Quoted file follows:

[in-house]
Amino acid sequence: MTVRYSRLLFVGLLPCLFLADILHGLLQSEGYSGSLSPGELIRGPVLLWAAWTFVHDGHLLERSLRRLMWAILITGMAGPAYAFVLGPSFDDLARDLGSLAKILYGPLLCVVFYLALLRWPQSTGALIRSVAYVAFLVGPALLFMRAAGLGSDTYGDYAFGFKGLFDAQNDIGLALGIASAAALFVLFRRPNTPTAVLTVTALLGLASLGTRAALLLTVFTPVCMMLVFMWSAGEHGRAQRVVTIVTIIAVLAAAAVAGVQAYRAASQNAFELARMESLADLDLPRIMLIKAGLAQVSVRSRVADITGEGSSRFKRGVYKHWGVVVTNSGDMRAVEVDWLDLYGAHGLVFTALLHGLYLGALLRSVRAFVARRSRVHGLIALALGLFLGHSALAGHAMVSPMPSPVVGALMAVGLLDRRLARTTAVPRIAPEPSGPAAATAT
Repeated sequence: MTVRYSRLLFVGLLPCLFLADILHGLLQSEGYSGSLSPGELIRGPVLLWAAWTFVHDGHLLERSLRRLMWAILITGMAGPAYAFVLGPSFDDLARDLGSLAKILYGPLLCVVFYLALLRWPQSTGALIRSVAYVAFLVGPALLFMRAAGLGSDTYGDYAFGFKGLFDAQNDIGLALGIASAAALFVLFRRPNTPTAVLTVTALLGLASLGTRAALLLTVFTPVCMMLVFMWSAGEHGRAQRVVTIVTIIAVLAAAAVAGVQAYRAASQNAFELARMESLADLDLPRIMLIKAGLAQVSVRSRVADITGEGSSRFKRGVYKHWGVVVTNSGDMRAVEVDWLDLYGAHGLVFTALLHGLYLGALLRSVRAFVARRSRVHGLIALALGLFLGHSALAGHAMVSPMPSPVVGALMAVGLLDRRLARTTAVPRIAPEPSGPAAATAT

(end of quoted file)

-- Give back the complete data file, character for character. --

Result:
[in-house]
Amino acid sequence: MTVRYSRLLFVGLLPCLFLADILHGLLQSEGYSGSLSPGELIRGPVLLWAAWTFVHDGHLLERSLRRLMWAILITGMAGPAYAFVLGPSFDDLARDLGSLAKILYGPLLCVVFYLALLRWPQSTGALIRSVAYVAFLVGPALLFMRAAGLGSDTYGDYAFGFKGLFDAQNDIGLALGIASAAALFVLFRRPNTPTAVLTVTALLGLASLGTRAALLLTVFTPVCMMLVFMWSAGEHGRAQRVVTIVTIIAVLAAAAVAGVQAYRAASQNAFELARMESLADLDLPRIMLIKAGLAQVSVRSRVADITGEGSSRFKRGVYKHWGVVVTNSGDMRAVEVDWLDLYGAHGLVFTALLHGLYLGALLRSVRAFVARRSRVHGLIALALGLFLGHSALAGHAMVSPMPSPVVGALMAVGLLDRRLARTTAVPRIAPEPSGPAAATAT
Repeated sequence: MTVRYSRLLFVGLLPCLFLADILHGLLQSEGYSGSLSPGELIRGPVLLWAAWTFVHDGHLLERSLRRLMWAILITGMAGPAYAFVLGPSFDDLARDLGSLAKILYGPLLCVVFYLALLRWPQSTGALIRSVAYVAFLVGPALLFMRAAGLGSDTYGDYAFGFKGLFDAQNDIGLALGIASAAALFVLFRRPNTPTAVLTVTALLGLASLGTRAALLLTVFTPVCMMLVFMWSAGEHGRAQRVVTIVTIIAVLAAAAVAGVQAYRAASQNAFELARMESLADLDLPRIMLIKAGLAQVSVRSRVADITGEGSSRFKRGVYKHWGVVVTNSGDMRAVEVDWLDLYGAHGLVFTALLHGLYLGALLRSVRAFVARRSRVHGLIALALGLFLGHSALAGHAMVSPMPSPVVGALMAVGLLDRRLARTTAVPRIAPEPSGPAAATAT